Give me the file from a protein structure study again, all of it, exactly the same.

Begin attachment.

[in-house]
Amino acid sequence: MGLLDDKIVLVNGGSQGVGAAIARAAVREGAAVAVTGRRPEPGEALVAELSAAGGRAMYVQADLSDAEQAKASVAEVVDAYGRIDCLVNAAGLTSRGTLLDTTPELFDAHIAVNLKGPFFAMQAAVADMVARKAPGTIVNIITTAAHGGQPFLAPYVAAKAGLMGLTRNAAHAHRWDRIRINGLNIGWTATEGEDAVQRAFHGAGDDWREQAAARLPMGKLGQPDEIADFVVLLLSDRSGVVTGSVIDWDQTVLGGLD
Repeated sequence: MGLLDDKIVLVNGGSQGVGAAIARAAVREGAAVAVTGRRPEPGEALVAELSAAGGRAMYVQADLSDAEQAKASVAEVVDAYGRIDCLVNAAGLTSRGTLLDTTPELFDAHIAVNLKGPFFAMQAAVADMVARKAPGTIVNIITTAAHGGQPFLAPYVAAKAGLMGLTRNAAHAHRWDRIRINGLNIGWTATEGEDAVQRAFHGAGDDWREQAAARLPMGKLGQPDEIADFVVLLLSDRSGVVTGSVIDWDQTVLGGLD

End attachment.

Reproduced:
[in-house]
Amino acid sequence: MGLLDDKIVLVNGGSQGVGAAIARAAVREGAAVAVTGRRPEPGEALVAELSAAGGRAMYVQADLSDAEQAKASVAEVVDAYGRIDCLVNAAGLTSRGTLLDTTPELFDAHIAVNLKGPFFAMQAAVADMVARKAPGTIVNIITTAAHGGQPFLAPYVAAKAGLMGLTRNAAHAHRWDRIRINGLNIGWTATEGEDAVQRAFHGAGDDWREQAAARLPMGKLGQPDEIADFVVLLLSDRSGVVTGSVIDWDQTVLGGLD
Repeated sequence: MGLLDDKIVLVNGGSQGVGAAIARAAVREGAAVAVTGRRPEPGEALVAELSAAGGRAMYVQADLSDAEQAKASVAEVVDAYGRIDCLVNAAGLTSRGTLLDTTPELFDAHIAVNLKGPFFAMQAAVADMVARKAPGTIVNIITTAAHGGQPFLAPYVAAKAGLMGLTRNAAHAHRWDRIRINGLNIGWTATEGEDAVQRAFHGAGDDWREQAAARLPMGKLGQPDEIADFVVLLLSDRSGVVTGSVIDWDQTVLGGLD